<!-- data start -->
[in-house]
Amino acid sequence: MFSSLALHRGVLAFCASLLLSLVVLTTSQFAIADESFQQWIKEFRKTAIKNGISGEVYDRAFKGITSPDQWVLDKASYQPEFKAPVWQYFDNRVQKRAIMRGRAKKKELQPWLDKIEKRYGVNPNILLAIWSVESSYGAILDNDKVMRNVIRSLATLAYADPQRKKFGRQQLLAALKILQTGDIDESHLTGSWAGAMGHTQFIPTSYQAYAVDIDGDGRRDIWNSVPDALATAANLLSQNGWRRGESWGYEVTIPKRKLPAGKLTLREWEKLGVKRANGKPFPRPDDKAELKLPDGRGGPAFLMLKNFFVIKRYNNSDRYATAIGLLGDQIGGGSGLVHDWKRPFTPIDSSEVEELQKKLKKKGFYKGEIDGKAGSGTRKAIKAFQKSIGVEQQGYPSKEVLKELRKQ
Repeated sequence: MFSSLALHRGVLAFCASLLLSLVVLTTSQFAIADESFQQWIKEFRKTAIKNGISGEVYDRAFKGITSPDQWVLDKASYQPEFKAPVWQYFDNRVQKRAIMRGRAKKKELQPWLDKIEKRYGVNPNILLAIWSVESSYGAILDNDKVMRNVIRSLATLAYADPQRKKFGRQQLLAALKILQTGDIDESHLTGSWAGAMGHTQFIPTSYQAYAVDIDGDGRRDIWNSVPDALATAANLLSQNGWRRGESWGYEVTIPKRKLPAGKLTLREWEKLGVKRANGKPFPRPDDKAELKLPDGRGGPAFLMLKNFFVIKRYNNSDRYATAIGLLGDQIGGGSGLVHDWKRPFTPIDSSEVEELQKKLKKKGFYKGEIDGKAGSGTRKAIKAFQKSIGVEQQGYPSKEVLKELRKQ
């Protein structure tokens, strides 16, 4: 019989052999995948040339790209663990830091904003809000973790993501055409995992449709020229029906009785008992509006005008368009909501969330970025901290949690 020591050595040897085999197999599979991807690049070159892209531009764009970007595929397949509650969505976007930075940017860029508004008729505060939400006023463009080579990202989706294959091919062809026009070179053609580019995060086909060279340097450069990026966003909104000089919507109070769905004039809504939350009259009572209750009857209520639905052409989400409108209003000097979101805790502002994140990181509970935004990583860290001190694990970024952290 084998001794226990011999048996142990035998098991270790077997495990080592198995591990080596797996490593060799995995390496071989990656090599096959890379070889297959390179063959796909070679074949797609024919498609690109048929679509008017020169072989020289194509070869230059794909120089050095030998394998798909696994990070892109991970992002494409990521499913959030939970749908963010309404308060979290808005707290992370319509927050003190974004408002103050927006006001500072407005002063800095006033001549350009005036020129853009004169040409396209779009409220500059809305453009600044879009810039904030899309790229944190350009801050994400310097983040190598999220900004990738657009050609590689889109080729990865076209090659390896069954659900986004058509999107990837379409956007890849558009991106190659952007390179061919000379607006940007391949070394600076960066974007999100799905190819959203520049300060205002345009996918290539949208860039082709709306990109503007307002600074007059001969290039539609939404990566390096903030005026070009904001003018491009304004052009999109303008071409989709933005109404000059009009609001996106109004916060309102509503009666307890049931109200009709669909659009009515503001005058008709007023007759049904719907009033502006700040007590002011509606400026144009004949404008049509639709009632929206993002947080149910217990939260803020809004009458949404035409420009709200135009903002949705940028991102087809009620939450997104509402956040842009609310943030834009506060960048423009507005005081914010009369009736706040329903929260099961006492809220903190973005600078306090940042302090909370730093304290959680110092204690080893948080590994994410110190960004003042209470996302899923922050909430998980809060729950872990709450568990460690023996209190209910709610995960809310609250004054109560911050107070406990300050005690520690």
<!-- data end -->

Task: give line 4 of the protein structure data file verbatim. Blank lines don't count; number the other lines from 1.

């Protein structure tokens, strides 16, 4: 019989052999995948040339790209663990830091904003809000973790993501055409995992449709020229029906009785008992509006005008368009909501969330970025901290949690 020591050595040897085999197999599979991807690049070159892209531009764009970007595929397949509650969505976007930075940017860029508004008729505060939400006023463009080579990202989706294959091919062809026009070179053609580019995060086909060279340097450069990026966003909104000089919507109070769905004039809504939350009259009572209750009857209520639905052409989400409108209003000097979101805790502002994140990181509970935004990583860290001190694990970024952290 084998001794226990011999048996142990035998098991270790077997495990080592198995591990080596797996490593060799995995390496071989990656090599096959890379070889297959390179063959796909070679074949797609024919498609690109048929679509008017020169072989020289194509070869230059794909120089050095030998394998798909696994990070892109991970992002494409990521499913959030939970749908963010309404308060979290808005707290992370319509927050003190974004408002103050927006006001500072407005002063800095006033001549350009005036020129853009004169040409396209779009409220500059809305453009600044879009810039904030899309790229944190350009801050994400310097983040190598999220900004990738657009050609590689889109080729990865076209090659390896069954659900986004058509999107990837379409956007890849558009991106190659952007390179061919000379607006940007391949070394600076960066974007999100799905190819959203520049300060205002345009996918290539949208860039082709709306990109503007307002600074007059001969290039539609939404990566390096903030005026070009904001003018491009304004052009999109303008071409989709933005109404000059009009609001996106109004916060309102509503009666307890049931109200009709669909659009009515503001005058008709007023007759049904719907009033502006700040007590002011509606400026144009004949404008049509639709009632929206993002947080149910217990939260803020809004009458949404035409420009709200135009903002949705940028991102087809009620939450997104509402956040842009609310943030834009506060960048423009507005005081914010009369009736706040329903929260099961006492809220903190973005600078306090940042302090909370730093304290959680110092204690080893948080590994994410110190960004003042209470996302899923922050909430998980809060729950872990709450568990460690023996209190209910709610995960809310609250004054109560911050107070406990300050005690520690």